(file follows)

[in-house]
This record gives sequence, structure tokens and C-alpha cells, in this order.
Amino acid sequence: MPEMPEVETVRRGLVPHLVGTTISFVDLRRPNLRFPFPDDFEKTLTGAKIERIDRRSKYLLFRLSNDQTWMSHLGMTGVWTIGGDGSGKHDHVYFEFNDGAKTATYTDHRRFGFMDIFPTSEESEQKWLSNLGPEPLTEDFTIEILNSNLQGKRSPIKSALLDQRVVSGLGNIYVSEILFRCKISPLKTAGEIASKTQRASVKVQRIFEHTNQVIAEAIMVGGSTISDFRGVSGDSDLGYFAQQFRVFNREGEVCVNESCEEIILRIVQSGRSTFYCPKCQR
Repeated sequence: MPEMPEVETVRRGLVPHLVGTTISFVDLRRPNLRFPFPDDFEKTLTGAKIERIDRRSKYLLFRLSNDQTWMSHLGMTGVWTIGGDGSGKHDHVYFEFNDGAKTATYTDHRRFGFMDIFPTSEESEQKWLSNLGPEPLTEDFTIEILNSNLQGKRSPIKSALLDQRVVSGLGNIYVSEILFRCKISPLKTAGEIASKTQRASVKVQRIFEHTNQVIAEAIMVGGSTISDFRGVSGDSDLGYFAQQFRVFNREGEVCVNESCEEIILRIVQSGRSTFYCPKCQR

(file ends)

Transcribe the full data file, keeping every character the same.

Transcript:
[in-house]
This record gives sequence, structure tokens and C-alpha cells, in this order.
Amino acid sequence: MPEMPEVETVRRGLVPHLVGTTISFVDLRRPNLRFPFPDDFEKTLTGAKIERIDRRSKYLLFRLSNDQTWMSHLGMTGVWTIGGDGSGKHDHVYFEFNDGAKTATYTDHRRFGFMDIFPTSEESEQKWLSNLGPEPLTEDFTIEILNSNLQGKRSPIKSALLDQRVVSGLGNIYVSEILFRCKISPLKTAGEIASKTQRASVKVQRIFEHTNQVIAEAIMVGGSTISDFRGVSGDSDLGYFAQQFRVFNREGEVCVNESCEEIILRIVQSGRSTFYCPKCQR
Repeated sequence: MPEMPEVETVRRGLVPHLVGTTISFVDLRRPNLRFPFPDDFEKTLTGAKIERIDRRSKYLLFRLSNDQTWMSHLGMTGVWTIGGDGSGKHDHVYFEFNDGAKTATYTDHRRFGFMDIFPTSEESEQKWLSNLGPEPLTEDFTIEILNSNLQGKRSPIKSALLDQRVVSGLGNIYVSEILFRCKISPLKTAGEIASKTQRASVKVQRIFEHTNQVIAEAIMVGGSTISDFRGVSGDSDLGYFAQQFRVFNREGEVCVNESCEEIILRIVQSGRSTFYCPKCQR